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The Girl Before: A Novel by Jp Delaney

The Girl Before: A Novel (edition 2017)

by Jp Delaney (Author)

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3444731,845 (3.78)7
Title:The Girl Before: A Novel
Authors:Jp Delaney (Author)
Info:Ballantine Books (2017), 352 pages
Collections:Your library
Tags:new release 2017, new author 2017, ebook 2017, psychological thriller, England, read 2017

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The Girl Before by JP Delaney



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Showing 1-5 of 45 (next | show all)
I loved this book! It's a psychological thriller which threw two twists at me leaving me feeling unsettled at all times. Key words here, "Never assume". It is a page-turning read as the chapters are all only a few pages long each. My favourite narrative voice is used where each chapter alternates between two women: Emma (Then) and Jane (Now). This was done in a unique way though, instead of just switching from the past to present the story is chronological from start to finish as the two women experience the same sort of event. This is very well done and increases the overall pace. It is a story of mystery and murder and most especially of people not being who they appear to be. A great fast thriller which will keep you on your toes. ( )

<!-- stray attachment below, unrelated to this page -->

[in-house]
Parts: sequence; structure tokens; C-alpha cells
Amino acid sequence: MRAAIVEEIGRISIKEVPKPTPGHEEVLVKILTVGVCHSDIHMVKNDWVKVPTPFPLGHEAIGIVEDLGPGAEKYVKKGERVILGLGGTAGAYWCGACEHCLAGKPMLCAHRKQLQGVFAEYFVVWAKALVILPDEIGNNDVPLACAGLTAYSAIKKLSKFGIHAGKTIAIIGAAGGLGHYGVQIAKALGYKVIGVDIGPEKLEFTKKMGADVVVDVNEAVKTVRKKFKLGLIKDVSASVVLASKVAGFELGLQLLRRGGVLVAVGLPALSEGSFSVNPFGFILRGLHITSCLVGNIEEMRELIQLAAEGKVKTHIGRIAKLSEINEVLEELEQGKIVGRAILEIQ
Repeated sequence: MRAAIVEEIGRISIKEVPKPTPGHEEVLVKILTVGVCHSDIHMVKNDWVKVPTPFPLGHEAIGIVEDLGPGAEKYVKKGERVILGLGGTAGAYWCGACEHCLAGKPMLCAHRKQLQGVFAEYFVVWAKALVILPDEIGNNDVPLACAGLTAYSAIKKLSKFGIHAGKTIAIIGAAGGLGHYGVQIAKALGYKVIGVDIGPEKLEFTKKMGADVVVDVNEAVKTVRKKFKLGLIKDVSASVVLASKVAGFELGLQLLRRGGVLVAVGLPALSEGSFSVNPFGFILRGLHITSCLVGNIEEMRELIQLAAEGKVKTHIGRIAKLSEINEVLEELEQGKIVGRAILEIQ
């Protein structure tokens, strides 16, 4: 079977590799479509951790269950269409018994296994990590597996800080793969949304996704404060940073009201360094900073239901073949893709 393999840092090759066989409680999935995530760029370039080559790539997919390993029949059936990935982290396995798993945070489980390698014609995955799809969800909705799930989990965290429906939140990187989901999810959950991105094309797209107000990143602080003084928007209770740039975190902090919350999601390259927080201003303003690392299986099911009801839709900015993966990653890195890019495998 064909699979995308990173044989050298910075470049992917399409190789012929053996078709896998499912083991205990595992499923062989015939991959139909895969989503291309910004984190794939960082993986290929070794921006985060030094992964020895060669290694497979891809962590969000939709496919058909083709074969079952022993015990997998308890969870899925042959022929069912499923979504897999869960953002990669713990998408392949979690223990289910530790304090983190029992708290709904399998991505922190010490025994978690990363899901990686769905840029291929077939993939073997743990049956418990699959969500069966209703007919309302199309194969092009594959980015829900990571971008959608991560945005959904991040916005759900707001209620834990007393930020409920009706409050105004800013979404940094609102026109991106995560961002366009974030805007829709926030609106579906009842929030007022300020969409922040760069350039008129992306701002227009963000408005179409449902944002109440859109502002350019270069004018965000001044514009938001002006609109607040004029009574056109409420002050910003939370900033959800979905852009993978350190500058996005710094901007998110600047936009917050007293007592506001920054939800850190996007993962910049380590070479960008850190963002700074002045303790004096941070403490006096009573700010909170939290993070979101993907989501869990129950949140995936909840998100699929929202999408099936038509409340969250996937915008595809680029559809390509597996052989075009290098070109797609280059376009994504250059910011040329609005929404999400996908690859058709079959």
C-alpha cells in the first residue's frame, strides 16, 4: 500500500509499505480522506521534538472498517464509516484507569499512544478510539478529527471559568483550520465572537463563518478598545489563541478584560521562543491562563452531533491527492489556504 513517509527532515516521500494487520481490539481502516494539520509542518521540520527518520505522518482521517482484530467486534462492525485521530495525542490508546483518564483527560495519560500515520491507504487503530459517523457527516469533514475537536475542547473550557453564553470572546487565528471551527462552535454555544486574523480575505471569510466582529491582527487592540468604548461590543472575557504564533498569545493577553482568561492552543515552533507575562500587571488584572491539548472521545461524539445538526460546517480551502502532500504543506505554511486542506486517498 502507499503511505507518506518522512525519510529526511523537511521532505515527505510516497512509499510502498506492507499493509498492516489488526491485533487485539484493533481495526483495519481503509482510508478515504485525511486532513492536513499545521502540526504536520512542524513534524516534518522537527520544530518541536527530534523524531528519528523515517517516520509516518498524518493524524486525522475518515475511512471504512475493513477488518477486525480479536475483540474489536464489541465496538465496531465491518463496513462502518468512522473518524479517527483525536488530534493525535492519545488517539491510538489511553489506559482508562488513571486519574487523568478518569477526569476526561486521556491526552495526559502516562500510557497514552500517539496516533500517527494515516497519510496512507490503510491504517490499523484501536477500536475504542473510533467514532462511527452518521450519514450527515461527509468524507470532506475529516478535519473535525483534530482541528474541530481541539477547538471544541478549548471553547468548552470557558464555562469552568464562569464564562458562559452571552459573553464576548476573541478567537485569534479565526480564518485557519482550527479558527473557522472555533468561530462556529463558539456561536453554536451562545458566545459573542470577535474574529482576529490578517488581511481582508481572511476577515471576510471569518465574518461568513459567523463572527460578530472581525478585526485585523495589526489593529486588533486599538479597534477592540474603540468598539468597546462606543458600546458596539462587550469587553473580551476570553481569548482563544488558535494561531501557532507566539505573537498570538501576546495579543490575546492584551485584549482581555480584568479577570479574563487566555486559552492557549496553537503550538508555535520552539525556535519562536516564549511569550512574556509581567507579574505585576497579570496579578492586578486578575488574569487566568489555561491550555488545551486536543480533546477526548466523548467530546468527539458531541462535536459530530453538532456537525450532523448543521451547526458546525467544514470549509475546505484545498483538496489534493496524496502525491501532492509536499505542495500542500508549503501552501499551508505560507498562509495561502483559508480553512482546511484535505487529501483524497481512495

ElizaJane | Jun 23, 2017 |
Before starting The Girl Before, I'd just finished Vera for the Virago Modern Classics group's April read of Elizabeth Von Arnim. Another reviewer compares The Girl Before to Fifty Shades of Grey, but I couldn't help seeing Edward Monkford's resemblance to Von Arnim's Everard Wemyss. I might have rated The Girl Before more highly if I weren't comparing it adversely to Von Arnim's superb novel. The Girl Before, though, is more along the lines of The Girl on the Train, a good psychological thriller that seems destined from its very origins to have been headed for Hollywood. ( )
  CurrerBell | May 2, 2017 |
A weird book about two women, a strange house, and their weird relationship with the rich architect ( )
  Bauernfeind | Apr 6, 2017 |
This book is intriguing right from the start. Mainly because of this curious house at One Folgate Street, which plays a big role in the story. I thought it took a huge imagination to conceptualize this house and found everything about it fascinating right to the end. I was rather reminded of the “Big Brother is Watching” concept. The house and to a great extent it’s occupants, were totally controlled by a computer program referred to as Housekeeper. Housekeeper knew everything about you but not in a creepy way, at least at first. Housekeeper made sure you followed the hundreds of rules that went along with the house.